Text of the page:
January 2018 Archives

Let's Get Help

chicken-1647390_1280.pngMost writers don't start out thinking they're going to need technical skills beyond maybe a word processor and email, but in this world of social media and digital submissions, writers either need to learn technical skills or get help.

I'm of a technical mindset and have more technical skills than many writers of my generation, but still I get help. My husband and my daughter have both helped me with website and computer issues. A writer friend taught me how to use twitter and tweetdeck. Please don't be too chicken to ask for help yourself.

Here's some things I've found many writers don't know:

How to keep computer files organized. I've seen many writers with every file saved on the desktop or in the first level of documents and they have trouble finding what they are looking for. I've showed them folders and how you can put folders within folders. Normally each of my projects has its own folder. Here's how I helped another writer with this issue in this post. It includes some tips on naming documents, too.

How to back up files. When their computer hard drive dies, writers have lost all of their work. Even when you have a crash, you can lose hours of work on your wip. Don't let this be you. Find out how to preserve copies successfully. The latter portion of this blog post mentions some methods.

How to do an electronic submission, especially when pasting in material. When I was sharing on the topic with a group, one person said that the best tip she got was "don't enter the to person's email until you are sure you are ready to send." This means you can't accidentally send an unfinished submission. I'll write up some more details for a future blog post.

How to resize a picture. A writer (or illustrator) needs to submit an illustration, a cover, a headshot and have a large file, but has been requested for something smaller. I wrote this post to specifically help with this problem. I find people often don't know how to rename the picture with something meaningful either--it's okay to name it what it is.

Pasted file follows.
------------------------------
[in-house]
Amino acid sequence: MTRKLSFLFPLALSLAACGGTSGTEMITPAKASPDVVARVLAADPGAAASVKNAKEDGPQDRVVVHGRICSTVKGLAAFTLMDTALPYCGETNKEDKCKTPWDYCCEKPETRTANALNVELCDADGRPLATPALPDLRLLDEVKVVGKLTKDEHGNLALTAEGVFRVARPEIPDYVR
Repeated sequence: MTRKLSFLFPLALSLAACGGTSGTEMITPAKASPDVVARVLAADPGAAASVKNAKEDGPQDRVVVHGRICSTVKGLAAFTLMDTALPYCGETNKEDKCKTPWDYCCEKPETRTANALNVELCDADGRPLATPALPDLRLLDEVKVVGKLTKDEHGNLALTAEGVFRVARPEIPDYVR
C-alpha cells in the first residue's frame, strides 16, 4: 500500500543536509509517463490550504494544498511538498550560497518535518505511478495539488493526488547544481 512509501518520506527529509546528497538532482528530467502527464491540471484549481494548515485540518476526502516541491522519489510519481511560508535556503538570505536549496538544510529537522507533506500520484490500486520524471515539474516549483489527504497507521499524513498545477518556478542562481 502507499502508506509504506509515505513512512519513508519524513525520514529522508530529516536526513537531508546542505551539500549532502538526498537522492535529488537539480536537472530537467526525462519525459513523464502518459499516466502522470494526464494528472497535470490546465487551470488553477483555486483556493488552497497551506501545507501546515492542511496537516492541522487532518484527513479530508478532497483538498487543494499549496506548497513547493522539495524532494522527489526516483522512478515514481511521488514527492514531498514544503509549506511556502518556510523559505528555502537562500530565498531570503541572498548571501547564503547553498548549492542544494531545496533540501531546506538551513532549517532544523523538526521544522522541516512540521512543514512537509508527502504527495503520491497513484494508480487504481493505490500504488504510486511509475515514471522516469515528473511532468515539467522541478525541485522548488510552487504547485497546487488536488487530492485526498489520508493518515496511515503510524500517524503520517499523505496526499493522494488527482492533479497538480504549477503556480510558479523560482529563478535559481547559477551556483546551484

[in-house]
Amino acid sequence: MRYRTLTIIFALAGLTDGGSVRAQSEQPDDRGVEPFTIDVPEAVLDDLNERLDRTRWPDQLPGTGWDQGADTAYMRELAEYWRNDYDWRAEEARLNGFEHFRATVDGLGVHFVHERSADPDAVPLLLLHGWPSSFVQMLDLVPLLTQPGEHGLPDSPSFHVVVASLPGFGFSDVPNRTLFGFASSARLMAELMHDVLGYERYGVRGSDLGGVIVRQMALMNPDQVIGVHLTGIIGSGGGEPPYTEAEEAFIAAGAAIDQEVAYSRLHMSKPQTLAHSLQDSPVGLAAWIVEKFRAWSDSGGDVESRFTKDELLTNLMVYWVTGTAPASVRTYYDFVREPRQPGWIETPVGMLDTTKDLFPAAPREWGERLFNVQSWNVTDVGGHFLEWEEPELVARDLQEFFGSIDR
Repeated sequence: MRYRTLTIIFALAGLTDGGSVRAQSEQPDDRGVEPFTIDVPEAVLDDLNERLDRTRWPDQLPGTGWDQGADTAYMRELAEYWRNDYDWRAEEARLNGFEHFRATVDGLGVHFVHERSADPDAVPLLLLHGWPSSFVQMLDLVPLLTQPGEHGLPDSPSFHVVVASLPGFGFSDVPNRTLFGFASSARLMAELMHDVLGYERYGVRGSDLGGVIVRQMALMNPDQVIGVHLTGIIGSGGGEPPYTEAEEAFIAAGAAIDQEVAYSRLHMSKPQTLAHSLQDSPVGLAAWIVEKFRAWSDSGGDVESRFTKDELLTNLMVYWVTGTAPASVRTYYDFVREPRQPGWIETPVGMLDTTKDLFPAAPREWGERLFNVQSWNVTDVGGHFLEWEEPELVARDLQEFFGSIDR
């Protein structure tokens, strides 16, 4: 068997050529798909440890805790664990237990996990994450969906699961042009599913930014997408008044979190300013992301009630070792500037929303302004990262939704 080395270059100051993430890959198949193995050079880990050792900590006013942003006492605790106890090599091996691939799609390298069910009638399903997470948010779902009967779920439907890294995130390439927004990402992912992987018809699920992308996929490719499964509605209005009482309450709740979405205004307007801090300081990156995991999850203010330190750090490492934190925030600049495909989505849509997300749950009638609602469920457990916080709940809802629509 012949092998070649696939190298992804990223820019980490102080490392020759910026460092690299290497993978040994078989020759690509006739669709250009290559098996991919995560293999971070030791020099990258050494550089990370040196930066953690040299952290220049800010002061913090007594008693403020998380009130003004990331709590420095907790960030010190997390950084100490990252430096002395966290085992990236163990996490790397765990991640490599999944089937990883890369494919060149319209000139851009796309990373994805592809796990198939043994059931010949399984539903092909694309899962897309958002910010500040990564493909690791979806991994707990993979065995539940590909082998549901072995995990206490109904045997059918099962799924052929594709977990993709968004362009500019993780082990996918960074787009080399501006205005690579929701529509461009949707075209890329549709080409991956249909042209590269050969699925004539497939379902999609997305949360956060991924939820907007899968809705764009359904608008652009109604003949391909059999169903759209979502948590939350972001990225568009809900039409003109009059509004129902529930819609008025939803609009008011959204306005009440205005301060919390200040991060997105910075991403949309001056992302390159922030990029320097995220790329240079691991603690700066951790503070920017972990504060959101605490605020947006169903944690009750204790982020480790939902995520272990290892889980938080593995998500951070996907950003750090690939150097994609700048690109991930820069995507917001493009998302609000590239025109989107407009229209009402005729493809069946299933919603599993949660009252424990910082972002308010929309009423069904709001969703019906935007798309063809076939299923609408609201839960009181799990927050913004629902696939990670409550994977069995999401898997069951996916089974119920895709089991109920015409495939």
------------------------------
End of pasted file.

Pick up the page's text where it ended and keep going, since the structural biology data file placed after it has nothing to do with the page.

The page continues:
How to keep email organized. Some writers keep everything all in the inbox, which makes for an overwhelming number of emails. Folders to save important emails by topic or event or date can be helpful. Or you can have a folder for critiques or projects. Many email programs allow you to set up filters to sort incoming email automatically into folders as well. You might want to do that for newsletters you like to read. As hard as it may be to believe, one gal didn't realize she could just delete emails she'd read and didn't need.

New writers often don't know about standard manuscript format. This is the way editors and agents will want to see manuscript submissions. Follow this link for details.

New to computer users don't know about Word's tables or Excel's spreadsheets. Either can be helpful in keeping track of submissions, agents, chapter summaries, finances, etc. (Although I prefer the latter for finances.)

Sometimes we aren't even aware we need help. We don't know there's a better or easier way. Many years ago I complained about how awkward something was in Word. My husband showed me tables. Wow, it made what I was doing so easy. Since, I've used it for forms many times.